Sometimes antiquated selections remain on the docket year after year because of valid concerns about contemporary novels—teachers worry about content that may upset parents, administrators, and school boards. Additionally, some newer books may not seem well written or sufficiently complex. Despite its popularity, Welch feels that Stephenie Meyer’s Twilight is a good example of a popular book that doesn’t expose kids to complex characterization, intricate plotlines, and literary language.

However, Samantha Webb, who teaches children’s and adolescent literature at the University of Montevallo, in Montevallo, Alabama, makes the case for assigning Twilight in class. “I think that kids should read everything, even if it’s ‘trash.’ Perhaps the best way to encourage students is by fostering an open approach to books and reading.” Webb argues that Twilight might just “inspire smitten girls to read some of Meyer’s sources, such as Wuthering Heights, Pride and Prejudice, and Jane Eyre.”

And obviously, not all contemporary books are fluff—as evidenced by the work of Alexie, Myers, and many others. Webb praises the author Neil Gaiman, whose work she finds impressive. Welch concurs, going so far as to say that Gaiman is writing the classics of the future, specifically The Graveyard Book and Coraline.

One genre guaranteed to seem fresh and engaging in the classroom is the graphic novel, which can sometimes be used in place of tired-seeming classics.

For example, Art Spiegelman’s Maus: A Survivor’s Tale is a Pulitzer Prize–winning graphic novel about the Holocaust that some teachers use instead of The Diary of Anne Frank. Webb explains that Anne Frank is not always the best choice for learning about the Holocaust. “It can sometimes be taught in a way that de-emphasizes what happened to Anne and her family.” She feels that this removes the horror of the event and lessens the effectiveness of the book. Because of the connection between the subject matter and the images, Webb feels that Maus is a more accessible choice for a unit on the Holocaust, particularly for older middle school students.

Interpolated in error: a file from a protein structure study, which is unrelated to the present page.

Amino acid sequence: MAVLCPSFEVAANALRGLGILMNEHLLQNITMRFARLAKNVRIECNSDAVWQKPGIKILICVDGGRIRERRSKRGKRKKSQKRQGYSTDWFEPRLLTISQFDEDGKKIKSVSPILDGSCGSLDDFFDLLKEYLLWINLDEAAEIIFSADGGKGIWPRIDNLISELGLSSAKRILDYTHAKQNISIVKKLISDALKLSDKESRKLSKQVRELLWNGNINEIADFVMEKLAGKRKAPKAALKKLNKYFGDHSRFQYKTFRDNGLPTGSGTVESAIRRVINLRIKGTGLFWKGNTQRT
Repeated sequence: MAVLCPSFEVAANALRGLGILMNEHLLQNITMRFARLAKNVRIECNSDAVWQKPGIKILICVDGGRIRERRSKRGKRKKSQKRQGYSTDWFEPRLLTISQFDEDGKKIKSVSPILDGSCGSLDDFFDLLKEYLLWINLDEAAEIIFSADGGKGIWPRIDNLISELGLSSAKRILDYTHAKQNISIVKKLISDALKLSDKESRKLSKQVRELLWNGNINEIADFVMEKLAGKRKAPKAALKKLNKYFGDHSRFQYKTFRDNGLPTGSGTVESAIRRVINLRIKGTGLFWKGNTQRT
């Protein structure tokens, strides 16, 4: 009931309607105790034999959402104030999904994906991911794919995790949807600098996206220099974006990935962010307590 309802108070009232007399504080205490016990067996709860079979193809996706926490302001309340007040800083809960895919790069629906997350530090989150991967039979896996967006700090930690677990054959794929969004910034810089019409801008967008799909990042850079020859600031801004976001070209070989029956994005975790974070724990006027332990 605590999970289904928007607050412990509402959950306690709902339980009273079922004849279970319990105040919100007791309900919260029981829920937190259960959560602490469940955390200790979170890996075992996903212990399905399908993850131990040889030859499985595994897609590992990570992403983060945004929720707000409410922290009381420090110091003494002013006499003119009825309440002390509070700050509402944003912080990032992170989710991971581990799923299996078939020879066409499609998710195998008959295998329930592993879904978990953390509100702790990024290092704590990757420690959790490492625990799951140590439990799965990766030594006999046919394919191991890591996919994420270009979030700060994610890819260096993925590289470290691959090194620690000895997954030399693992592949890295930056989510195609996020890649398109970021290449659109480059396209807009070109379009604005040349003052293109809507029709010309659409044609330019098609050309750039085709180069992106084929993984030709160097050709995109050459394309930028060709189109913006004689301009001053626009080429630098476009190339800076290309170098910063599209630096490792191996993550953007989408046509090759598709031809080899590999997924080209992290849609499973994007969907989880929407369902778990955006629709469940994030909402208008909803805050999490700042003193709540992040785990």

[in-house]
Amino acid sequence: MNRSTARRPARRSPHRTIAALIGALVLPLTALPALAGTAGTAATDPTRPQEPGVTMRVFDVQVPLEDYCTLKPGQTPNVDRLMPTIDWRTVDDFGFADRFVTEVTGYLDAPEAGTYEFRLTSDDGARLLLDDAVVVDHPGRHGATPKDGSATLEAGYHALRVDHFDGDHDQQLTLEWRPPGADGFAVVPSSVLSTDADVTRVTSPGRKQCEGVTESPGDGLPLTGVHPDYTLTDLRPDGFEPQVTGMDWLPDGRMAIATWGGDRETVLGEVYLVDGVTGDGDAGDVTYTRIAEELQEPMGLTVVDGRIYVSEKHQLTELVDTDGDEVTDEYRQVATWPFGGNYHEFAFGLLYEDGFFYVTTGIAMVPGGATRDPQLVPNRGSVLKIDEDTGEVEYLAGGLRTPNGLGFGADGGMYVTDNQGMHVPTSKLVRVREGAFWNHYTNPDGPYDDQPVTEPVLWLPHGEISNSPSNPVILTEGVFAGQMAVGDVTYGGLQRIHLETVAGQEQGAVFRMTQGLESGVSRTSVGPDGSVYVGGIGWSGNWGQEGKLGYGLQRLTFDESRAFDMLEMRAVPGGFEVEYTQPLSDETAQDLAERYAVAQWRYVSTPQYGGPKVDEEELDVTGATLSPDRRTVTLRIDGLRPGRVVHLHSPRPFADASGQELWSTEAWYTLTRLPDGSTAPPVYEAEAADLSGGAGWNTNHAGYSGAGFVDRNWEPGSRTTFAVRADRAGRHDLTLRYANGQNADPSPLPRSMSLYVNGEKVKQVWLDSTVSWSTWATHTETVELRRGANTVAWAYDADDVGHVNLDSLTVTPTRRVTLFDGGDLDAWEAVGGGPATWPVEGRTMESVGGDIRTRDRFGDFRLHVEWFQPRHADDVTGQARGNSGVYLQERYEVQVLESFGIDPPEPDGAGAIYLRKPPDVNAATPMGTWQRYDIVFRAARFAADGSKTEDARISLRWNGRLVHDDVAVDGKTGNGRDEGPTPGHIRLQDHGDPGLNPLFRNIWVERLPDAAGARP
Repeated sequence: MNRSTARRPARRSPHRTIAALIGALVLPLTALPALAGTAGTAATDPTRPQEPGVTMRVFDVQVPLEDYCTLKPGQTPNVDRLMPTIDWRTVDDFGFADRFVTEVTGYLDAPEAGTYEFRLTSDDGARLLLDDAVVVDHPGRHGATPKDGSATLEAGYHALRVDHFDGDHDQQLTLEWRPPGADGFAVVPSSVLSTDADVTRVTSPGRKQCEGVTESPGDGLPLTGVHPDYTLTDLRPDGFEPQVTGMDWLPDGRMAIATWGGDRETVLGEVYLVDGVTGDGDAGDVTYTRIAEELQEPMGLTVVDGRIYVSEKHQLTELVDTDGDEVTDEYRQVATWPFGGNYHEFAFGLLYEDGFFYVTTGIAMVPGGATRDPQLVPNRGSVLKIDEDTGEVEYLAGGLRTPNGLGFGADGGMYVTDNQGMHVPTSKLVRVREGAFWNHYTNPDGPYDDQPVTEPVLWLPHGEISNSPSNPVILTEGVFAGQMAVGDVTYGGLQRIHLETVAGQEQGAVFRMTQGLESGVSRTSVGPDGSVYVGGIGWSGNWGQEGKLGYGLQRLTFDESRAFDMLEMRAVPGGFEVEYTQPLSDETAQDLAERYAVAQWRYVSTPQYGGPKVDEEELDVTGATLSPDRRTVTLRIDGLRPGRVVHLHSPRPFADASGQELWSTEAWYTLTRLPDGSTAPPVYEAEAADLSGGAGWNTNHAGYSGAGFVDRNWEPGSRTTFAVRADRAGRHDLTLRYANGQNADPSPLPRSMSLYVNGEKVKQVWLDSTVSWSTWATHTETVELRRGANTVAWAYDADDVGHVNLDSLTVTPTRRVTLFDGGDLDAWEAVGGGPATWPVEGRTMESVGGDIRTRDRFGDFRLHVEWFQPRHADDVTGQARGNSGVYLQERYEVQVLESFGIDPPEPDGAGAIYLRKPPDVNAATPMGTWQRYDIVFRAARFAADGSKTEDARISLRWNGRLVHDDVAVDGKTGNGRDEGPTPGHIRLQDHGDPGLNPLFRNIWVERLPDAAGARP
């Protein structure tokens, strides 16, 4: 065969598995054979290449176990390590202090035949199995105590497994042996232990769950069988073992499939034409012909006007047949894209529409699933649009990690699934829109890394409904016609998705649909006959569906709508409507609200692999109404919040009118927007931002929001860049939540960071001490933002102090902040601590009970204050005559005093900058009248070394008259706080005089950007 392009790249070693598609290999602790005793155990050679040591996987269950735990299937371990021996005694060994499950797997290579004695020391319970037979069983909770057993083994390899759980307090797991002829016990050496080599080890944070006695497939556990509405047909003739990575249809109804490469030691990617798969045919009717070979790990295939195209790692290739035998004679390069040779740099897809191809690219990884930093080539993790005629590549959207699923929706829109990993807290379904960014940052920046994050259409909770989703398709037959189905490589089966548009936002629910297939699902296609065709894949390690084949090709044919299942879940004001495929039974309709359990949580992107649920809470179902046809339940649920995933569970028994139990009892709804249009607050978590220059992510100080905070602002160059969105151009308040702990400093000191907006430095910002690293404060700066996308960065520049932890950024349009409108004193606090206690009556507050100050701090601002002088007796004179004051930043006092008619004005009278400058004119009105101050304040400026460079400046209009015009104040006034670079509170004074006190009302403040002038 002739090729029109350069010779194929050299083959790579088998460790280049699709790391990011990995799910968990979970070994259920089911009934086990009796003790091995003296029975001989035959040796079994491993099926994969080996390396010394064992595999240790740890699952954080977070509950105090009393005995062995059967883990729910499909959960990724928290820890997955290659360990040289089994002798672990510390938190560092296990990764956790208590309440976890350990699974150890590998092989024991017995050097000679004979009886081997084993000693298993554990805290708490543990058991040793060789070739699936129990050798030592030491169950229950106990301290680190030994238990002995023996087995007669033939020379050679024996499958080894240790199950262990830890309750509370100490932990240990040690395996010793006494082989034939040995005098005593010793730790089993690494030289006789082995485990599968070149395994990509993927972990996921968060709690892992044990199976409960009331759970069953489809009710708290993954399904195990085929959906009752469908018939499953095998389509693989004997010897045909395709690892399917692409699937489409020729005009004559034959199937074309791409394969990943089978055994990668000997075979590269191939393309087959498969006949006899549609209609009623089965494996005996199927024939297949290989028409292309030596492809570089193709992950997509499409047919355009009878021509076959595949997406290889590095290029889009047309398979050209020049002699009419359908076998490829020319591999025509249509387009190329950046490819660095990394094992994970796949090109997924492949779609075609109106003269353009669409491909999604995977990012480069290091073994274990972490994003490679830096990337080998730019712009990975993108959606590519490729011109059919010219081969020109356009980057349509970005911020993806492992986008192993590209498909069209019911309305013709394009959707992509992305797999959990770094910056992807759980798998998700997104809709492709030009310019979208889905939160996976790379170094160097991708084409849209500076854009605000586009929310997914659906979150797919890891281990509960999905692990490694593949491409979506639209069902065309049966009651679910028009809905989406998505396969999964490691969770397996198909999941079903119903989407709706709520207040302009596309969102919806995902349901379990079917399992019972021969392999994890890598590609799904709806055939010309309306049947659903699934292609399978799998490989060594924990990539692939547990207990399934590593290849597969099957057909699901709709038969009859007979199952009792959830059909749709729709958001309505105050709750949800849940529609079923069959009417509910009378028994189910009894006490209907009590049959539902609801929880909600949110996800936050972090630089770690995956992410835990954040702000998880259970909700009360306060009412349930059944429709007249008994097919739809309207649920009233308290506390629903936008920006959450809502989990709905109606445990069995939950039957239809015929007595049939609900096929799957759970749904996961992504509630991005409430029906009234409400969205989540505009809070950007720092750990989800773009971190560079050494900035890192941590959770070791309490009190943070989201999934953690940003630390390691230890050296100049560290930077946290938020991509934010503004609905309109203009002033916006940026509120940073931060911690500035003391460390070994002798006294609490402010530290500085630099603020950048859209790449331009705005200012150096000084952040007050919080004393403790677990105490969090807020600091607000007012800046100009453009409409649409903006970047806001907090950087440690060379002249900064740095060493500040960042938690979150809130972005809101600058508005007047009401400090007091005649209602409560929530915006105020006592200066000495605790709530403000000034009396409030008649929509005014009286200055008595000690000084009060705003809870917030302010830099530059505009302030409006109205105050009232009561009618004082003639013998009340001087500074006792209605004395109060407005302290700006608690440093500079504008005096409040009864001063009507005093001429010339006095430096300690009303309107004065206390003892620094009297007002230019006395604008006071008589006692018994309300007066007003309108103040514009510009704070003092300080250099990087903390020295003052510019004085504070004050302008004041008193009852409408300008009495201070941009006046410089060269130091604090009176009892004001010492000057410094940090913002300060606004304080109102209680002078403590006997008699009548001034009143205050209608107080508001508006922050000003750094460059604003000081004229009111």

Another complex and challenging choice for older kids is Gene Luen Yang’s American Born Chinese. This graphic novel about a teenager struggling to feel comfortable in his own skin was a finalist for the National Book Award, and it would be a first-rate substitution for any classic on the theme of alienation.

Truly, we are lucky to teach in an era when students have so many excellent choices available to them. Sometimes a classic will be just the thing to talk about metaphor or an issue such as friendship. Other times, you’ll want a contemporary novel, and, chances are, you’ll have it in this golden age of literature for kids, with children’s books crowding out the field and selling better than books for adults. Indeed, the New York Times decided to initiate a list specifically for children’s titles because children’s literature was taking over the adult fiction list. In short, it’s a great time to be a young reader.

Read on for more recommendations for your classroom library!

by Patrick Carman.
Why it works: Like its predecessors, the latest 39 Clues invites kids to play along online. “There’s a lot of action,” says one sixth grader. “Plus, I learn something new.”